Saturday, July 11, 2009

The Day After Independence Day

I sat in the bleachers at Folsom Stadium last night with a young Asian friend of my daughter, a Mexican family with very small children in front me, as I listened with a new ear to the singing of the Star Spangled Banner…words I’ve heard my whole life, and have thought about here and there…but this was different. I saw all of us living with freedoms that so many in the world would, and have, died for. I thought of all the families in the stadium from different countries and traditions embracing my country’s Independence Day celebration because they had wanted to be here, wanted this for themselves and for their families.

I have no illusions about the imperfections of our system. I’ve railed against it time and time again, because I hold to the ideal of what we could be. What our country can evolve to. I’ve had to make peace with the fact that I might not see it in my lifetime, yet I hold it for the future generations to get there.

For many years, one of my sons and I debated, sometime heatedly, about the state of affairs in the U.S. I was less than scathing sometimes, sometimes not, about policies and greed, war and power. He’s very Republican in his thinking, and I am not. I’ve always been against war and power-over politics.

Last night, tears came to my eyes as I watched the flag furling on the field, held by a ring of citizens, said the Pledge of Allegiance along with everyone else for the first time in years. I had begun to see myself as a global citizen and not nationalistically American.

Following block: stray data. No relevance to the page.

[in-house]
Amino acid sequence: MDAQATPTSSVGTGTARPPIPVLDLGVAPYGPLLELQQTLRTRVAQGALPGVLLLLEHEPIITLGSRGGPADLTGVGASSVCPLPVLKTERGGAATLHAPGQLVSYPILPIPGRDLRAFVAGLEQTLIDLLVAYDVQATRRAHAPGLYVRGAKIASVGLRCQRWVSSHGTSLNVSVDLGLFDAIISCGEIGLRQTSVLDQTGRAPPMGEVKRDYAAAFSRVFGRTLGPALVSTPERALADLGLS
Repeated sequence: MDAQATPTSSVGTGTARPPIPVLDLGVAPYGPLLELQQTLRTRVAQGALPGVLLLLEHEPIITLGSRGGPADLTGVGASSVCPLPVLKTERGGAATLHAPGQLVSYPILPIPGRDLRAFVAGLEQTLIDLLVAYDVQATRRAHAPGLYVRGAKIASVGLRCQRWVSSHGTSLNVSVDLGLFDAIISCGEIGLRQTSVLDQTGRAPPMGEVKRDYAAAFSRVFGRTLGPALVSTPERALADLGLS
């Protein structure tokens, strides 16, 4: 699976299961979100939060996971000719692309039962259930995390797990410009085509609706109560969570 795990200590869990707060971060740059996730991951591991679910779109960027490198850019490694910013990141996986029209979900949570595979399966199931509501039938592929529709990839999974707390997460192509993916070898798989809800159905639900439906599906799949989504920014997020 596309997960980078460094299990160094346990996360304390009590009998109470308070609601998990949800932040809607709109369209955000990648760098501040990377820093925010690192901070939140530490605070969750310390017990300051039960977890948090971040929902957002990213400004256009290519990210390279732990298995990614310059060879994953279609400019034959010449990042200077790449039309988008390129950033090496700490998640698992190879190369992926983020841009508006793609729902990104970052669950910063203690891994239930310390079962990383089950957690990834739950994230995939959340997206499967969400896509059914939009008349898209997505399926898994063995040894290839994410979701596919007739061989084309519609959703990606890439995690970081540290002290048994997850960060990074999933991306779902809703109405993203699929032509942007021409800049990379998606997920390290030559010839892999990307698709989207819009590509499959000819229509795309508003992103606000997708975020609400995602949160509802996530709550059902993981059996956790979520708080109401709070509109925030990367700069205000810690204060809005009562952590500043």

But last night was different. This son is in a protective detail right now across the world from me, and I felt I was holding his place, here in his/my country, and it filled me with such feelings, I tried not to cry, just leak a few tears.
I saw his patriotism and felt it in myself for the first time, maybe ever, in that way. I felt what he was sacrificing his time away from his young family for. I suddenly heard all the conversations we had had, in which he was saying how easily I could be peaceful because I had others guarding my shores and my sleeping children. And I saw the truth in what he said.

This is a very unpopular opinion for most of the people in the city I live in…it’s a very pro-peace, non-violent, new-age/schmoo-age population for a good part. Yet I realized that in order to get there, that evolved humanitarianism, that future peace that has to be cultivated, we have to maintain the culture, the body of freedom we all enjoy, so that it exists into the future.

We have to protect this ideal of freedom that so many have died for. We have to hold that tiny flame in our hearts so that it can grow and blossom into what I’ve always dreamed it could be…a world united in freedom and peace.
For now, I hold that space for my son while he protects my shores.


1 comment:

Ana said...

This was such a beautiful piece, Jyoti. I cried along with you. You know my story,so you know why I'm so grateful. Thank you for a beautiful piece and thank you to your son. Many blessings.